Sunday, 20 July 2014

'Under Milk Wood', Tron Theatre, Glasgow, 19/7/14

Cut down to little over an hour this flawed production is indicative of how important the 'Welshness' of the play is.
The director Gareth Nicholls has eschewed any attempt to recreate the Welsh accent and its rhythms which are so vital to any production of Under Milk Wood and has his cast create an almost paint-by-numbers performance. The abridgement by Lyda Radley is also slightly patchy which fails to aid the cast.
Whilst there are a small number of other accents used most of the cast speak in Scottish dialect, and not one Welsh twang is heard. This is increasingly unfortunate as Dylan Thomas himself pointed out the importance of the words to his premiere American cast in the 50s and this production seems to have missed this important fact. It is, after all, a 'play for voices': Rather the director has live music throughout which has the unfortunate effect of often drowning out the actors and whilst Michael John McCarthy's original score is nice it does intrude upon the play. In fact it's almost as if the director had little trust in Thomas' writing. Nicholls' ignoring of the rhythmic value of the Welsh accent was also detrimental to what was heard - it lost much humour and pathos in the performance although, credit to Thomas' writing, some humour was still present if it was the of the more obvious type. The Scots dialect has quite a different quality to the sing-song of Southern Welsh and this quality was sorely missing. As with the writing of Shakespeare the rhythm os the writing is important and to ignore it is to a productions cost.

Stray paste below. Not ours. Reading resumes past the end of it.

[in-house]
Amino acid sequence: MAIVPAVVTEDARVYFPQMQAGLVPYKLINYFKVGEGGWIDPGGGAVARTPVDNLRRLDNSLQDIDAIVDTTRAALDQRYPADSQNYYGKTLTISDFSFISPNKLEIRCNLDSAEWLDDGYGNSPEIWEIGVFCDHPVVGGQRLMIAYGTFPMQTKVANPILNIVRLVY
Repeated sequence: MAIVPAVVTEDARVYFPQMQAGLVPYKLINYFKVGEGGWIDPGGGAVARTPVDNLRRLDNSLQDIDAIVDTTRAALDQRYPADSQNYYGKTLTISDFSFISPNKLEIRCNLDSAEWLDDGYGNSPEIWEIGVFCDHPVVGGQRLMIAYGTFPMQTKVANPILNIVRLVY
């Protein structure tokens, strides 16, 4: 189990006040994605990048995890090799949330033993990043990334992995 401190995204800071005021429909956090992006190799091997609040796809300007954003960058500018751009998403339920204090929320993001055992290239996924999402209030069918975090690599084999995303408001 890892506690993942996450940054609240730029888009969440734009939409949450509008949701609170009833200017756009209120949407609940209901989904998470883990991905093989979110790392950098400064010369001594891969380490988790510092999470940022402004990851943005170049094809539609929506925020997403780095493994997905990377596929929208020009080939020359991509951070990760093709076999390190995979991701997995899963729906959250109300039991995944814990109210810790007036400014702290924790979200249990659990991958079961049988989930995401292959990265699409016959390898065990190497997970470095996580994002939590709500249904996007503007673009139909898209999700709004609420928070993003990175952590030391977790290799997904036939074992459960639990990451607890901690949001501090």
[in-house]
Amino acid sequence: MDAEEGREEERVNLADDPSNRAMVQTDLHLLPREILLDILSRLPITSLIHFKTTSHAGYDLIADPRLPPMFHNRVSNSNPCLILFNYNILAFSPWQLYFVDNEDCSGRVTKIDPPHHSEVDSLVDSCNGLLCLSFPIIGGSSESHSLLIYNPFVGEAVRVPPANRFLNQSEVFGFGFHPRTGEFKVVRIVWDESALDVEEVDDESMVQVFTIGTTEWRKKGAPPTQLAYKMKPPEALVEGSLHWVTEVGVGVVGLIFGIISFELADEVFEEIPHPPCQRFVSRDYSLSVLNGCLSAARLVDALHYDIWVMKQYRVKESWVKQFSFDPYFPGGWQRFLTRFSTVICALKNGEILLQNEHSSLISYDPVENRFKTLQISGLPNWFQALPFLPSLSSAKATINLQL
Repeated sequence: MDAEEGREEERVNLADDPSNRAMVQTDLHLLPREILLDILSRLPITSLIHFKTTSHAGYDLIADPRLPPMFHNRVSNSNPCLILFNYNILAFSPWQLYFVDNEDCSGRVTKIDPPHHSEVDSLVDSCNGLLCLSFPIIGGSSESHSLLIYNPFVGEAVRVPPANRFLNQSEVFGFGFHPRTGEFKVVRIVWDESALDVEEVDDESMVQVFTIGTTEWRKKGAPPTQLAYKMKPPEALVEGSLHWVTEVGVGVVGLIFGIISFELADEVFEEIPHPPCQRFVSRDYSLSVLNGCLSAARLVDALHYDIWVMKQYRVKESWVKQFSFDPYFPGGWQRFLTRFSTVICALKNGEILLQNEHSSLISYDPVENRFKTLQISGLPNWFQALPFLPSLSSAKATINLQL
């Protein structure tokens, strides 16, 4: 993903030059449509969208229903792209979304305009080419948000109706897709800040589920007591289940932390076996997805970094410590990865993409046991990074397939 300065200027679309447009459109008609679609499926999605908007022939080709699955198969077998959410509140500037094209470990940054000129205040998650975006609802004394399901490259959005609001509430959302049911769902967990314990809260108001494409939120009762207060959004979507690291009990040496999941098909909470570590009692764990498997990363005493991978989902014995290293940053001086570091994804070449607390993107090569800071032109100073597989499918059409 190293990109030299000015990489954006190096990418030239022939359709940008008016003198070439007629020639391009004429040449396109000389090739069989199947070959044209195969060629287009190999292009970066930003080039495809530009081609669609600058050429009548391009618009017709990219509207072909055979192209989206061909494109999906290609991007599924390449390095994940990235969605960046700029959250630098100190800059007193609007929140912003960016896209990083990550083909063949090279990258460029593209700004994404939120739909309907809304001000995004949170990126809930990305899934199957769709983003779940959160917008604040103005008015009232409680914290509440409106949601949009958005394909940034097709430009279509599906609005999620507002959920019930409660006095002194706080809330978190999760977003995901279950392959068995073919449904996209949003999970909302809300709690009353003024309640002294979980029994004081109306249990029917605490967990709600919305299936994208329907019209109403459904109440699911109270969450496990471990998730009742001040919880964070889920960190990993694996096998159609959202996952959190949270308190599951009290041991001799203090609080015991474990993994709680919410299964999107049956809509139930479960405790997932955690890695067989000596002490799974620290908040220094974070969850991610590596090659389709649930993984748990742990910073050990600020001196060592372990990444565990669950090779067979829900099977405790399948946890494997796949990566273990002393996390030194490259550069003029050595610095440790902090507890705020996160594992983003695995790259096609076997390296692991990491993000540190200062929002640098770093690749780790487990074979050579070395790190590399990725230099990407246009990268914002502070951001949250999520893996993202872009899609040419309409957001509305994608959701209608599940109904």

Another bug-bear of mine was in the pronunciation of the Welsh words: Indeed, upon hearing 'Llareggub' pronounced 'Laregub' (emphasis on the 'e') constantly I was getting more and more irritated. There really is no excuse not to be able to pronounce these words as the famous Richard Burton recordings are readily available as a reference. Rather it spoke of a lazy attitude towards authenticity on the part of the director.
Charlotte Lane's design, which consisted of the interior of the Sailor's Arms - and nothing else, was pleasant but had the unfortunate effect of placing every event in the play within the confines of the pub. That and the fact that every character was plied with drink throughout gave a rather bad impression that this was a town full of alcoholics and given that hundreds of empty glass bottles were used as border to the set this was confirmed. The concept of setting the entire thing within the physical confines of the local was a little confusing given that most of the play happens in other locations around Llareggub.
On a more positive note there were some nice performances including those given by Grant McDonald, Matt Littleson and Jacqueline Thain and the live band were really quite good.
All in all this was rather a bit of a missed opportunity. It would also have been appreciated if the production was advertised as an abridged version but this was not so in any of the advertising.

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